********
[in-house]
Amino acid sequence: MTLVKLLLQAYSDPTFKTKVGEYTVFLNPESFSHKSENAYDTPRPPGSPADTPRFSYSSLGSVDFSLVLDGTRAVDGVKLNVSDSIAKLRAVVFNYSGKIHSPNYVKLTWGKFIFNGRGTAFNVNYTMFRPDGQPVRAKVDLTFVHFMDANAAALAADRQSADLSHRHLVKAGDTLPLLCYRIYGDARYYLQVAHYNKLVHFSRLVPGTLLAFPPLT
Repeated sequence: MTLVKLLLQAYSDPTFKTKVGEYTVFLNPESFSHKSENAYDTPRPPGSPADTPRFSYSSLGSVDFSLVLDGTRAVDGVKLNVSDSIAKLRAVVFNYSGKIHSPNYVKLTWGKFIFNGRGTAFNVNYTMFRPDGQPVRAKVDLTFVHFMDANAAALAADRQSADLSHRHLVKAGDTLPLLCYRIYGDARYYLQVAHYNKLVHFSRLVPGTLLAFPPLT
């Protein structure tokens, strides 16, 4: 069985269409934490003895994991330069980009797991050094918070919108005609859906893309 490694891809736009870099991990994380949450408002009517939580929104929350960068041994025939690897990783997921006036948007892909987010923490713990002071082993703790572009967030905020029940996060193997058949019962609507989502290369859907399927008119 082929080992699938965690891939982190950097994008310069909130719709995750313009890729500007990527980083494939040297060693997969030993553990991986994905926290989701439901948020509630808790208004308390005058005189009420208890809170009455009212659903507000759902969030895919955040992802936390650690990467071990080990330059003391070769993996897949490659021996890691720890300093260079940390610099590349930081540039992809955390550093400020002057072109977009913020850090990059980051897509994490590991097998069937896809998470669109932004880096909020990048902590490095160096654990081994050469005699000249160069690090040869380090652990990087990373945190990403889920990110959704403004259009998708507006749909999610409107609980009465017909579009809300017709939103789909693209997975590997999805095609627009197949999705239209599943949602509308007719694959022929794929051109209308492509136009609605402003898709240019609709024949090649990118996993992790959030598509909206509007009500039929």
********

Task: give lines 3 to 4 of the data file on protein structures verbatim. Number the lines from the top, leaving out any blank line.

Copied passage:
Repeated sequence: MTLVKLLLQAYSDPTFKTKVGEYTVFLNPESFSHKSENAYDTPRPPGSPADTPRFSYSSLGSVDFSLVLDGTRAVDGVKLNVSDSIAKLRAVVFNYSGKIHSPNYVKLTWGKFIFNGRGTAFNVNYTMFRPDGQPVRAKVDLTFVHFMDANAAALAADRQSADLSHRHLVKAGDTLPLLCYRIYGDARYYLQVAHYNKLVHFSRLVPGTLLAFPPLT
């Protein structure tokens, strides 16, 4: 069985269409934490003895994991330069980009797991050094918070919108005609859906893309 490694891809736009870099991990994380949450408002009517939580929104929350960068041994025939690897990783997921006036948007892909987010923490713990002071082993703790572009967030905020029940996060193997058949019962609507989502290369859907399927008119 082929080992699938965690891939982190950097994008310069909130719709995750313009890729500007990527980083494939040297060693997969030993553990991986994905926290989701439901948020509630808790208004308390005058005189009420208890809170009455009212659903507000759902969030895919955040992802936390650690990467071990080990330059003391070769993996897949490659021996890691720890300093260079940390610099590349930081540039992809955390550093400020002057072109977009913020850090990059980051897509994490590991097998069937896809998470669109932004880096909020990048902590490095160096654990081994050469005699000249160069690090040869380090652990990087990373945190990403889920990110959704403004259009998708507006749909999610409107609980009465017909579009809300017709939103789909693209997975590997999805095609627009197949999705239209599943949602509308007719694959022929794929051109209308492509136009609605402003898709240019609709024949090649990118996993992790959030598509909206509007009500039929």